Two weekends ago, my family met up for a mini-Lovell reunion in South Bend, Indiana. In some ways, our weekend was a very funny expression of Americana. I say it’s particularly funny because in our family of 5, only one of us is actually American. The other four of us descended on South Bend, which we had elected as the central meeting point. We arrived from Vancouver, Melbourne and California to hang out, watch Notre Dame football and enjoy each other.
Like many other third culture families, where we have our home base has moved numerous times, and now where we celebrate our holidays moves based on inclination and vacation days. Sometimes too, the holidays that we celebrate (Thanksgiving is a notable one) alter based on family whim and country we are currently present in. This year, more than ones in the past, we’ll be celebrating both Canadian and US Thanksgiving, with the US Thanksgiving spanning 2 different states. And then Christmas, rather than being where my parents are, is going to pull us all together into California.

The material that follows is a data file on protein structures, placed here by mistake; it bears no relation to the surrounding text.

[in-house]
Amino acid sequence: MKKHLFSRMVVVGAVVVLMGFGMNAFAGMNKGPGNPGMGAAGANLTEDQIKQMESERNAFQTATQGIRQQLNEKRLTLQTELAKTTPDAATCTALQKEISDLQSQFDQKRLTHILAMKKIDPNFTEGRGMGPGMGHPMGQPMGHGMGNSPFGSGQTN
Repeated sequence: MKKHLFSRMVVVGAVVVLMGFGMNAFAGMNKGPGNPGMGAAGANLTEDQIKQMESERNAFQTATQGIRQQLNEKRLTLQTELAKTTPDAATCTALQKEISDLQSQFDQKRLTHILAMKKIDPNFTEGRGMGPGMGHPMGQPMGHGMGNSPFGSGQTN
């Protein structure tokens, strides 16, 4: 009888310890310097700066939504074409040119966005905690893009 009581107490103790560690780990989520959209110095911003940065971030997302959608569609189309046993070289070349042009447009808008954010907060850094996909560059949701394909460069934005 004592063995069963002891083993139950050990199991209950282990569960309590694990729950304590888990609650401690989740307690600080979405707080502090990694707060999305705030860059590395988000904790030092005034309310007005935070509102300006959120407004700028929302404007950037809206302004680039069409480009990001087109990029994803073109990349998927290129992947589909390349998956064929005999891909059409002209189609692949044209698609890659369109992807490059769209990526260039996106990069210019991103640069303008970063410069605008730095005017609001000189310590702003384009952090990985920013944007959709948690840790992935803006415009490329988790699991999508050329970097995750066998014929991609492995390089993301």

And for my family, this thought of where will we celebrate a holiday is a yearly question. In some ways, I have envied families who have a tradition of going to a certain grandparent’s home, a certain cabin, being together in the same certain city. That connection with one place and with that type of ritual imbued is something that I find myself alternately envious of and grateful for what I have instead.
So I find choosing South Bend as the site of our family weekend, and choosing the very American ritual of football and tailgating as our activity, funny but not surprising. Just as we enjoyed Ramadan and added our own Lovell flavour to the celebrations while living in Kuala Lumpur, so we’re enjoying the same rituals, holidays and activities of our currently elected home country of America.